Cost of attendance
(COA) is an estimate of the total amount of money it should cost most students
at a specific institution to attend one year of school. The yearly COA is
determined by each school’s financial aid office (FAO) and usually includes:
- Tuition and fees,
- Books and supplies,
- Room and board,
- Personal expenses,
- Medical insurance, and
- Dental instrument rentals and
To find the COA for
the school or program you plan to attend, contact the FAO directly or check the
Look at your annual COA and determine what you may have some control over (for
example, living, transportation and personal expenses) compared with what you
do not have any control over (for example, tuition and fees), and try to focus
on these items when looking for ways to reduce your cost. To help determine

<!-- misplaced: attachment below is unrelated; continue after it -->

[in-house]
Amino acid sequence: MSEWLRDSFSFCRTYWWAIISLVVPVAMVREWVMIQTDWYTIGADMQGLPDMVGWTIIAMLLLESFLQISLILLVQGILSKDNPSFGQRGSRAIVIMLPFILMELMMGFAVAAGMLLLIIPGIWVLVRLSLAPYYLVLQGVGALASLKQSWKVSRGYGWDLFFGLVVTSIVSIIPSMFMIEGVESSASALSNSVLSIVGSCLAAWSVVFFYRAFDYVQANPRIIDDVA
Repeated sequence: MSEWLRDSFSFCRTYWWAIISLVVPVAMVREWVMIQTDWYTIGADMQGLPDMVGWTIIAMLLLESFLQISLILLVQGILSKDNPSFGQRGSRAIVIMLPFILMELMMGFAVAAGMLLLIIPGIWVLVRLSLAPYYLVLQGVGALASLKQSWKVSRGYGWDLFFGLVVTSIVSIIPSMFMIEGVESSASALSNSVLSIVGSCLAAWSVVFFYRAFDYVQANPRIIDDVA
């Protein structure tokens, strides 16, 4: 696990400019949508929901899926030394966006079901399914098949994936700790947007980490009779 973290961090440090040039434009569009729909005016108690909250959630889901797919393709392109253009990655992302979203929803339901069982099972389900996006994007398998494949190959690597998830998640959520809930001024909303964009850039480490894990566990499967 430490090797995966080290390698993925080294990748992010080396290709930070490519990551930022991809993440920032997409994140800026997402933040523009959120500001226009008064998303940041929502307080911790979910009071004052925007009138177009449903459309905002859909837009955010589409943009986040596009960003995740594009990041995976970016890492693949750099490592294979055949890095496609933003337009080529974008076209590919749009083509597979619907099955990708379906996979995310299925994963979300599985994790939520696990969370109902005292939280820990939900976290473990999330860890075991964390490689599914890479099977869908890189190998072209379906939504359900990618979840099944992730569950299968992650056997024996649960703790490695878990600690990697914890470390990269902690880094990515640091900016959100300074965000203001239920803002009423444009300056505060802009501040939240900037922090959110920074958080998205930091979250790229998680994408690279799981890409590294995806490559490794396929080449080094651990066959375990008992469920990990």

your monthly budget, take the total annual amount of those items under your
control (living, transportation and personal expenses) and divide that by the
number of months in your financial aid budget (should be between nine and 12
months). This will give you an estimated monthly financial aid budget. Try to live
under this budgeted amount if possible.
Ways to control and reduce costs
- Control what you can in your
COA, but don’t be overly concerned about items you have no control over,
like tuition and fees.
- Don’t assume you need the
entire amount of money in your financial aid budget, especially since
borrowing “up to budget” may be with the more expensive Grad PLUS Loan.
- You can always borrow
additional money during the academic year (up to your total COA), so
consider borrowing less to start with and see how that works within your
- Talk with family members
(parents, spouse, partner) about paying interest on some of your loans
during school, because Unsubsidized Stafford and Grad PLUS Loans start to
accrue interest as soon as they are released to you.
- Consider service commitment
scholarship programs like the National Health
Service Corps (NHSC) and
the armed forces.